Schemes with less than 100 relevant members are not required to connect, but can choose to do so with the consent of MAPS and the Regulator. The government’s intention is that such schemes will be required to connect at some point in the future and it expects this to be in 2026.

Cooperation and connection

Trustees will be required to:

  • Register with MAPS and cooperate with it in the exercise of its functions in relation to pensions dashboards.
  • Connect to the dashboard ecosystem by their scheme’s staging date. Trustees must retain for six years records of the connection steps that they have taken.
  • Ensure that their scheme remains connected to the dashboard ecosystem unless an exception applies. The main exception is when all the members of the scheme become pensioners. Where a scheme does disconnect, the trustees must notify MAPS immediately.
  • Notify MAPS of any connection state changes, such as scheduled downtime or maintenance, or systemic issues, such as cyber-attacks that could affect the security of the dashboards ecosystem. Schemes must also notify MAPS of any change in connection arrangements.

Trustees will also need to complete a number of pre-connection steps which will be set out in standards to be published by MAPS.

Provision of pensions information – “find” requests

“Find” requests are data relating to an individual that schemes will be required to use to “match” the individual with a scheme member i.e. to identify whether that individual is a member of the scheme.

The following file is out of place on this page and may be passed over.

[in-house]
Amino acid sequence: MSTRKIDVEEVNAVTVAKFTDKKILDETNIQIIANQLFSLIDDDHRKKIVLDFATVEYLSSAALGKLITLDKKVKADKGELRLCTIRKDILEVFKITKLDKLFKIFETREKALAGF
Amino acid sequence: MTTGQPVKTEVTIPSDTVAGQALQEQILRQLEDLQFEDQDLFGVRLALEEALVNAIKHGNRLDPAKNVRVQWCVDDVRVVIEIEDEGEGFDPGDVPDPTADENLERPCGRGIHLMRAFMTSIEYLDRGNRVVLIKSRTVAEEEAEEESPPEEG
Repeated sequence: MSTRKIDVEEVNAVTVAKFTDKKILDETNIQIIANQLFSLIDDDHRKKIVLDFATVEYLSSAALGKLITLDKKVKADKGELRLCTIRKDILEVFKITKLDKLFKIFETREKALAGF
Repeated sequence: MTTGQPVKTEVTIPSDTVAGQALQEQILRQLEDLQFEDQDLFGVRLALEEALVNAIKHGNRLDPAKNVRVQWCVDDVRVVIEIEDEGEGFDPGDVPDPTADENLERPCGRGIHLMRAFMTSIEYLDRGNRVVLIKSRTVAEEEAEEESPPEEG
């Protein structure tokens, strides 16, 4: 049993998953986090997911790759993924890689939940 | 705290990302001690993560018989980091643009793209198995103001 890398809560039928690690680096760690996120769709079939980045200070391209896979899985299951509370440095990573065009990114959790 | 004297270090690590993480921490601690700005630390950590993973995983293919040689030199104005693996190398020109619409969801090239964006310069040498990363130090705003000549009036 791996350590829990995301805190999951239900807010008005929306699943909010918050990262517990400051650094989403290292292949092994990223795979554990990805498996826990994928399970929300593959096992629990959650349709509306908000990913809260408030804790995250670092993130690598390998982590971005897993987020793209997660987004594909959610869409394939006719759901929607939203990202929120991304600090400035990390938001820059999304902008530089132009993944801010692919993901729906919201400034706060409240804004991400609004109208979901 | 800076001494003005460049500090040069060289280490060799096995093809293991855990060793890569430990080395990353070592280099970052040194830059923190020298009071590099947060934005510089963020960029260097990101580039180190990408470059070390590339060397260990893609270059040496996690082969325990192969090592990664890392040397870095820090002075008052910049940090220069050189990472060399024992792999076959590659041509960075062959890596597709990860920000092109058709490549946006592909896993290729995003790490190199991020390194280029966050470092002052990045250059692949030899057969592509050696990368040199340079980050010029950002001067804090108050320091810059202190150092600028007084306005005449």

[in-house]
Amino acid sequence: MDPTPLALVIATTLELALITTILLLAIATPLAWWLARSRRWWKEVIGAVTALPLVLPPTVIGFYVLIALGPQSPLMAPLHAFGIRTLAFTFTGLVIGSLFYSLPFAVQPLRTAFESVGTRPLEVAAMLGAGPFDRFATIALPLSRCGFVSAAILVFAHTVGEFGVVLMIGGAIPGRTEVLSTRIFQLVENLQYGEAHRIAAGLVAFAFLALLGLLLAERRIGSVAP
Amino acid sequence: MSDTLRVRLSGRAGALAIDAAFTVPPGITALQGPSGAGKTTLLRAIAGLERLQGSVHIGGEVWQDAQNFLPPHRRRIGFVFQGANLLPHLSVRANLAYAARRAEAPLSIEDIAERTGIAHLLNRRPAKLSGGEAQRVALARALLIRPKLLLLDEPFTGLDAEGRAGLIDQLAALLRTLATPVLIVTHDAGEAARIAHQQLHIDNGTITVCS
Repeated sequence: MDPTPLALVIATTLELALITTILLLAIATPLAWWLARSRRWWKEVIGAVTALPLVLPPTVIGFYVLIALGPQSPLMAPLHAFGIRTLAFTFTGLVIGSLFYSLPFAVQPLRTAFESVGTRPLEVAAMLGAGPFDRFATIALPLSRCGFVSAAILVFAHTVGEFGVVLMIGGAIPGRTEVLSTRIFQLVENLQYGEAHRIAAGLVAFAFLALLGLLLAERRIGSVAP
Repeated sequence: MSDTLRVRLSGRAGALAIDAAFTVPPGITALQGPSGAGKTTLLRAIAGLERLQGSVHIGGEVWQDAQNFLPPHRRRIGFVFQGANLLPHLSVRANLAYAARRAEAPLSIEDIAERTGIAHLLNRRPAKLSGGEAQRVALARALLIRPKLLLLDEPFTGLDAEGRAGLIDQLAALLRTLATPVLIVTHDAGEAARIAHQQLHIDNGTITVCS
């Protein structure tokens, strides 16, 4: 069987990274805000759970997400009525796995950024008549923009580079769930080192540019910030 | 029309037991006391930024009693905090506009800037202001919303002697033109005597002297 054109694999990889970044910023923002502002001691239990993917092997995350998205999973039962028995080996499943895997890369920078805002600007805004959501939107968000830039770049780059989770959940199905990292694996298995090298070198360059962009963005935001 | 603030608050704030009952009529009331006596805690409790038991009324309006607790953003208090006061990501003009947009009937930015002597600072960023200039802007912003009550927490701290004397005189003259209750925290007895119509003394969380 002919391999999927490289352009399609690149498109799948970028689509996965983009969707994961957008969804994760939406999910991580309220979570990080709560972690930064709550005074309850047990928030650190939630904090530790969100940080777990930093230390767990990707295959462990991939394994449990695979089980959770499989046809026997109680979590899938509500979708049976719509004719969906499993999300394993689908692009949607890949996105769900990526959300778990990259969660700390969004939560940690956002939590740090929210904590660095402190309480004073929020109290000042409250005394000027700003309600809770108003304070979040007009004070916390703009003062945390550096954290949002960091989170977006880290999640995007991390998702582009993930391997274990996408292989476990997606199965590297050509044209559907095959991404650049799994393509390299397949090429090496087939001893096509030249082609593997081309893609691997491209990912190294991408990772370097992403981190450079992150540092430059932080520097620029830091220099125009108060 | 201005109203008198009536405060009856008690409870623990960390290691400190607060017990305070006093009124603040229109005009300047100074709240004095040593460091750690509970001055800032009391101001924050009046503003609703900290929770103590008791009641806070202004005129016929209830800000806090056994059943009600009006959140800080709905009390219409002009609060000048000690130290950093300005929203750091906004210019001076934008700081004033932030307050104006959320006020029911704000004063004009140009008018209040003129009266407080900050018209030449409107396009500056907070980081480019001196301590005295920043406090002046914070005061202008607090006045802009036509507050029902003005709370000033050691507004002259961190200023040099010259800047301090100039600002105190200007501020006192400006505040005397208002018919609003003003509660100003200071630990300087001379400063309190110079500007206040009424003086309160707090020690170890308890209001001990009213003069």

In relation to find requests, trustees will be required to:

  • Decide on criteria to use for matching find requests.
  • On receipt of a find request, complete matching. Where there is a match (i.e. the find request is from an individual who is a member of the scheme) and the member is not a pensioner, trustees must create and register a pension identifier with their resource server and MAPS.
  • Where a match is made, but the member subsequently leaves the scheme, de-register the pension identifier from their resource server and MAPS.

Provision of pensions information – “view” requests

“View” requests are requests for the scheme to provide data relating to an individual in respect of whom a match has been made.

Where a match is made and a view request is received, trustees must check with MAPS that the member has consented to their view data being provided. Assuming that consent has been given, trustees must provide “view data” to the pensions dashboard service that issued the view request. The data to be provided will include: